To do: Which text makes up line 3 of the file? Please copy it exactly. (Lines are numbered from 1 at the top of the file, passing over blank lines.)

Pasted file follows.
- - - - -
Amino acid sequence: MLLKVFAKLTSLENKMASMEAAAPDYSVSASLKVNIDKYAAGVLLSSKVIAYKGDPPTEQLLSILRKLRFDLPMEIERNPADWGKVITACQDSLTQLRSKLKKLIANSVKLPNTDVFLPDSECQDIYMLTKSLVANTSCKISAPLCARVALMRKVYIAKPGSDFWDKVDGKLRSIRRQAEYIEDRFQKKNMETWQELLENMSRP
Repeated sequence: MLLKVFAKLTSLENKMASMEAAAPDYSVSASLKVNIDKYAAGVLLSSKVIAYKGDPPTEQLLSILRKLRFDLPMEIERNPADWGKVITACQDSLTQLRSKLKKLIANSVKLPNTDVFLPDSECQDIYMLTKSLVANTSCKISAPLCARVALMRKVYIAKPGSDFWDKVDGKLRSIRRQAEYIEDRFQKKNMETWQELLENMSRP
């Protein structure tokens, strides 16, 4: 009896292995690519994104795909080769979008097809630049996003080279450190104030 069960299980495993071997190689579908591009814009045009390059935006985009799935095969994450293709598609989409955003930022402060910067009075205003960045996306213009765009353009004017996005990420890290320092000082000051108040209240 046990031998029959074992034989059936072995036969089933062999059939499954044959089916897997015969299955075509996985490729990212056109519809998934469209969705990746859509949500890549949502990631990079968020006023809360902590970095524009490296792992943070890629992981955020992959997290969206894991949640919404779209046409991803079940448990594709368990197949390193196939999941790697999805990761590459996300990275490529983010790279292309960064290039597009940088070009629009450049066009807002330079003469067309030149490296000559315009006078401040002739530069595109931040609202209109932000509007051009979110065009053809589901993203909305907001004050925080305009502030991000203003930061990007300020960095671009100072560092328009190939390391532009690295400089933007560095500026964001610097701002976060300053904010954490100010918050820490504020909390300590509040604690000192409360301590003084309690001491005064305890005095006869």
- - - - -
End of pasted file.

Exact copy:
């Protein structure tokens, strides 16, 4: 009896292995690519994104795909080769979008097809630049996003080279450190104030 069960299980495993071997190689579908591009814009045009390059935006985009799935095969994450293709598609989409955003930022402060910067009075205003960045996306213009765009353009004017996005990420890290320092000082000051108040209240 046990031998029959074992034989059936072995036969089933062999059939499954044959089916897997015969299955075509996985490729990212056109519809998934469209969705990746859509949500890549949502990631990079968020006023809360902590970095524009490296792992943070890629992981955020992959997290969206894991949640919404779209046409991803079940448990594709368990197949390193196939999941790697999805990761590459996300990275490529983010790279292309960064290039597009940088070009629009450049066009807002330079003469067309030149490296000559315009006078401040002739530069595109931040609202209109932000509007051009979110065009053809589901993203909305907001004050925080305009502030991000203003930061990007300020960095671009100072560092328009190939390391532009690295400089933007560095500026964001610097701002976060300053904010954490100010918050820490504020909390300590509040604690000192409360301590003084309690001491005064305890005095006869």